Non-contacting control for pollution alleviation scheme

Paul Boughton

Pulsar Process Measurement has supplied non-contacting ultrasonic level measurement instruments that have been incorporated into United Utilities flagship project, the Mersey Estuary Pollution Alleviation Scheme (MEPAS), providing key control and monitoring functions throughout the network of combined sewer overflows/sanitary sewer overflow (CSO/SSO) chambers, vortex and interceptor sewers that form the MEPAS network.
When the major Sandon Dock Wastewater Treatment Works was expanded during the 1990s, the scheme included a substantial network of interceptor sewers and CSO, designed both to separate out solids and particulates before the main Works and to manage storm surges. Some of Pulsar’s earliest equipment was used as the project went live, including the unit that bears the serial number 0001. The Mersey is now so clean that, within a few hundred yards of the sewage treatment works itself, a scuba diving centre is flourishing, and many species of fish have re-established themselves in the river.
However, following major and damaging floods in 2010, it became clear that the existing control and monitoring regime that controlled the flow to the wastewater treatment works was not operating as it should. The new control systems contractor, Ramptec, along with UU’s modelling team, redesigned the system operation through the 39 CSOs within the network. Pulsar Process Measurement supported, ensuring that the ultrasonic level measurement instruments at each location were performing correctly.
Under the new control arrangement, the holding capacity of the system is maximised, so storm flows to the works are better managed, discharges of untreated and semi-treated sewage to the Mersey are minimised, and limits are in place and controlled accurately to avoid any risk of further flooding arising from overflow of the system. Each CSO includes three or more Pulsar units, at measurement points to maintain control and flows – within the chamber, at the outfall end, measuring river levels and within the vortex chamber feeding on to the wastewater treatment works. Some of the applications were challenging, including measurement down narrow pipes that was previously undertaken using pressure transmitters. Pulsar remained involved throughout the project to re-establish control, providing service and commissioning support to Ramptec.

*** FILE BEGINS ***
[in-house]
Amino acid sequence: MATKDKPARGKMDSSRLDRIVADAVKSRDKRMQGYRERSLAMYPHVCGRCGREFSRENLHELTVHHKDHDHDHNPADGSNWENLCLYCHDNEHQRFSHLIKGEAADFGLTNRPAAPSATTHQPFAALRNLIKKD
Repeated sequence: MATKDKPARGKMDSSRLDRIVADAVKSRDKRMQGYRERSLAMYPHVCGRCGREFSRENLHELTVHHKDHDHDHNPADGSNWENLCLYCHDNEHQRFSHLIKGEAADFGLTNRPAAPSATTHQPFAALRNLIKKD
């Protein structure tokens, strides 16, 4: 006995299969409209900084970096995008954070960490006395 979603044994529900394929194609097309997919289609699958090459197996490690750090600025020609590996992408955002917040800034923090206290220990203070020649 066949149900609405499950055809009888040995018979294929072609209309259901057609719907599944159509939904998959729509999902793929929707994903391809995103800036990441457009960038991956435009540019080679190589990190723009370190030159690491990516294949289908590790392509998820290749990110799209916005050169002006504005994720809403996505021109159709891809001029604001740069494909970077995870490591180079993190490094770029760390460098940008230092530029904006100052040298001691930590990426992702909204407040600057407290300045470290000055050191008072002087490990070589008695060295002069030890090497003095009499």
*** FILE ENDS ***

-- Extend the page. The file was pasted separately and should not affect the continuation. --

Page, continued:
The sternest test of the operation of the new system came in September 2012. The 25th September saw some of the worst storms on record, and the effluent height in the culvert reached 4.5m AOD (metres above ordinance datum), a volume of water that would have potentially resulted in devastating flooding if it had not been properly controlled. Both the control system and the CSO’s worked perfectly, however, releasing the excess water safely away from habitation.


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